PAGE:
For public relations (citizen inquires): 

Violeta Simeonova Staničić (Office head): + 385 1 4880 280 (E-mail: This email address is being protected from spambots. You need JavaScript enabled to view it.)

Janja Mateja Aleš (assistant): +385 1 4880 269 (This email address is being protected from spambots. You need JavaScript enabled to view it.)

Andrea Čović Vidović: +385 1 4880 273 or +385 91 510 6830 (E-mail: This email address is being protected from spambots. You need JavaScript enabled to view it.)

Marko Boko: +385 1 4880 274 (E-mail: This email address is being protected from spambots. You need JavaScript enabled to view it.)

For media relations:

Maja Ljubić Kutnjak: +385 1 4880 272 or + 385 99 490 4715 (This email address is being protected from spambots. You need JavaScript enabled to view it.)

Barbara Peranić: +385 1 4880 272 or + 385 99 271 3026 (This email address is being protected from spambots. You need JavaScript enabled to view it.)

You can also follow the Office on Facebook, Twitter, Instagram, Youtube, and Flickr.

For any changes with the address, contacts, etc., check their official website.

To read more from the series "Friends of Croatia", follow TCN's dedicated page.

For more about European Union in Croatia, follow TCN's dedicated page

Tuesday, 4 August 2020

Croatia Loses Three Cases before ECHR due to Excessively Long Proceedings

ZAGREB, Aug 4, 2020 - The European Court of Human Rights (ECHR) has ruled against Croatia in three cases in which it established a breach of the right to trial within a reasonable time, the office of the Croatian representative at the Strasbourg-based court has said.

The verdicts, handed down in late July, refer to the excessive duration of legal proceedings before Croatian courts as well as to a lack of remedies for excessively long proceedings.

The ECHR ruled that the plaintiffs be paid damages ranging from €1,250 to 9,000 as well as to have their litigation costs covered.

Sunday, 26 April 2020

Croatian Jurist Elected European Court of Human Rights Vice-President

ZAGREB, April 26, 2020 - Croatian jurist Ksenija Turković has been elected a Vice-President of the European Court of Human Rights, the Strasbourg-based court has said on its website.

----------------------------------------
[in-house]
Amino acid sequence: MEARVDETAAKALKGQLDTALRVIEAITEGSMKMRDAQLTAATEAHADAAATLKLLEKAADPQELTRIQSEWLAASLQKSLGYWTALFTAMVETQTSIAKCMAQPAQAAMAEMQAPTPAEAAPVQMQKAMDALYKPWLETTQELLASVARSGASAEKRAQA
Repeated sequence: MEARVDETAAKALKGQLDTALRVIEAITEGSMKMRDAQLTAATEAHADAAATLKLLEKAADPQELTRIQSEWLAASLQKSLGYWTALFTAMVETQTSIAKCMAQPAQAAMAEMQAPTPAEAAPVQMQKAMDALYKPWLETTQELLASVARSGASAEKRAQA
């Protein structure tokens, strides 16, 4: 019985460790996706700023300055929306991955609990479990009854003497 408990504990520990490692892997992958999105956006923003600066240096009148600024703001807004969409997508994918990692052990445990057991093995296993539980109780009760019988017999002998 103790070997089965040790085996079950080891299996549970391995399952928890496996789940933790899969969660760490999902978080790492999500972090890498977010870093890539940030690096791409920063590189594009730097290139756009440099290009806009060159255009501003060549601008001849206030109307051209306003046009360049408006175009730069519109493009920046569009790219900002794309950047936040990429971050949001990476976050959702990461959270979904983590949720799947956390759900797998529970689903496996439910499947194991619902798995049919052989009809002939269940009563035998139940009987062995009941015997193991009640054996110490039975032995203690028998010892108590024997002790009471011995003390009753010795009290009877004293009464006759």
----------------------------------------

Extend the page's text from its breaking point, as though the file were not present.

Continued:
Turković will take office on May 18.

A criminal law professor at the Zagreb School of Law, Turković was elected a judge of the European Court of Human Rights in October 2012.

The number of judges of the European Court of Human Rights is equal to the number of contracting states to the European Convention on Human Rights. Judges perform their duties in an individual capacity and do not represent any country, and they are elected for a non-renewable nine-year term.

More news about Croatia and the Council of Europe can be found in the Politics section.

Friday, 6 December 2019

Breaches of Right to Effective Investigation Account for 5% of Croatian Cases at ECHR

ZAGREB, December 6, 2019 - Ksenija Turković, a Croatian judge at the European Court of Human Rights (ECHR), said on Thursday that by the end of 2018 the ECHR had passed 22 verdicts for breaches of the right to an effective investigation against Croatia, which accounts for around 5% of all ECHR verdicts related to Croatia.

Turković was speaking at a conference of the Croatian Association for Criminal Sciences and Practice.

Breaches of articles of the European Convention for the Protection of Human Rights and Fundamental Freedoms concerning the effectiveness of investigations are among the more frequent cases from Croatia that were adjudicated by the ECHR, it was said at the event, which focused on ways to strengthen the effectiveness of criminal proceedings by applying ECHR standards.

The event brought together researchers, representatives of prosecutorial authorities, judges and criminal lawyers as well as representatives of other high judicial institutions in Croatia and Europe.

The association's president, Zlata Đurđević, said that by the end of 2018, 22 cases of violation of the right to an effective investigation had been determined in cases from Croatia. The figure includes a number of cases of war crimes against civilians and cases from other areas, she said.

ECHR judge Turković said that the 22 cases in which the effectiveness of the investigation was violated accounted for around 5% of all ECHR verdicts against Croatia, which, she said, was not a negligible percentage.

She said that in terms of their number, that type of violations stood out considering that there was not one dominant group of cases from Croatia and the cases were varied.

Turković said one of the reasons for the high number of such cases was the fact that Croatia lacked its own mechanism to deal with breaches of the right to an effective investigation, so all such cases immediately ended up before the ECHR.

She expressed hope a solution would be found soon, noting that the Constitutional Court had been considering issues related to investigation effectiveness since 2014.

More human rights news can be found in the Politics section.